In a 5-4 ruling, the Court overruled Nevada v. Hall in an opinion authored by Justice Thomas, joined in by Chief Justice Roberts and Justices Alito, Gorsuch, and Kavanaugh. Although conceding that no specific language of the Constitution decided the case, Thomas criticized the Hall decision for its “ahistorical literalism” that confined the analysis only to the specific language of the Constitution. And citing Marbury v. Madison and McCulloch v. Maryland, he countered that “there are many other constitutional doctrines that are not spelled out in the Constitution but are nevertheless implicit in the structure and supported by historical practice.” He concluded that Hall had “misread the historical record.
Thus, the Hall and Hyatt decisions agree that, in the words of Justice Thomas in Hyatt, “no constitutional provision explicitly grants” a state immunity from being sued in the courts of another state. And both decisions agree, in the words of Justice Stevens in Hall, that at the time of the Founding, there was “widespread acceptance of the view that a sovereign state is never amenable to suit without its consent.” Hall concluded that such suits were therefore literally constitutional. And Hyatt – citing judicial review, for instance! — concluded that there is more to the Constitution than its specific language. Thus, fundamental theories of interpretation, semantic literalism, “ahistorical literalism,” implicit understanding, and original intent, were at issue in both cases.
With the differences in the political trends among the states since the Hall case in 1979, together with ever more pronounced differences in the last several years, the Hyatt majority appears to have now placed significant obstacles on those states that might today have tendencies to undertake, in the words of Justice Blackmun in Hall, “avenues of liability and interstate retaliation that will prove unsettling and upsetting for our federal system.”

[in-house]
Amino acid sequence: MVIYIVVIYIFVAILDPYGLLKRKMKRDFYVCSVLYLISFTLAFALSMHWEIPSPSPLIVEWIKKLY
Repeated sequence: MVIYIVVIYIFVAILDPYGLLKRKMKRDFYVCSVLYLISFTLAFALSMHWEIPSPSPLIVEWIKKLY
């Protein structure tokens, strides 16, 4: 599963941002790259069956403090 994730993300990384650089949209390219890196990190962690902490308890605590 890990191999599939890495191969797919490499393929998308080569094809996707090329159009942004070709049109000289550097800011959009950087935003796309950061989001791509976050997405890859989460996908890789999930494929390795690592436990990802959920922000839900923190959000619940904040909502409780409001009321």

The precipitating act in Hyatt was Hyatt’s fleeing California because of that state’s high taxes. With states like California and New York more and more committed to ever increasing taxation, regulation, and its high costs, tax flight to states with no state income taxes will inevitably increase. Scrutiny of dual (and multiple) state residencies and dual (and multiple) state sources of income has long been a major object of attention of all state tax departments. The 2017 federal tax-cut legislation that limited deductions for state and local taxes has caused a new round of tax flight. In June, the United States Treasury Department issued a ruling forbidding the “work around” invented by some states seeking to get around the state-tax-deductions limitation. That tactic allowed taxpayers to increase their deductible charitable contributions by re-designating portions of state and local taxes as charitable contributions.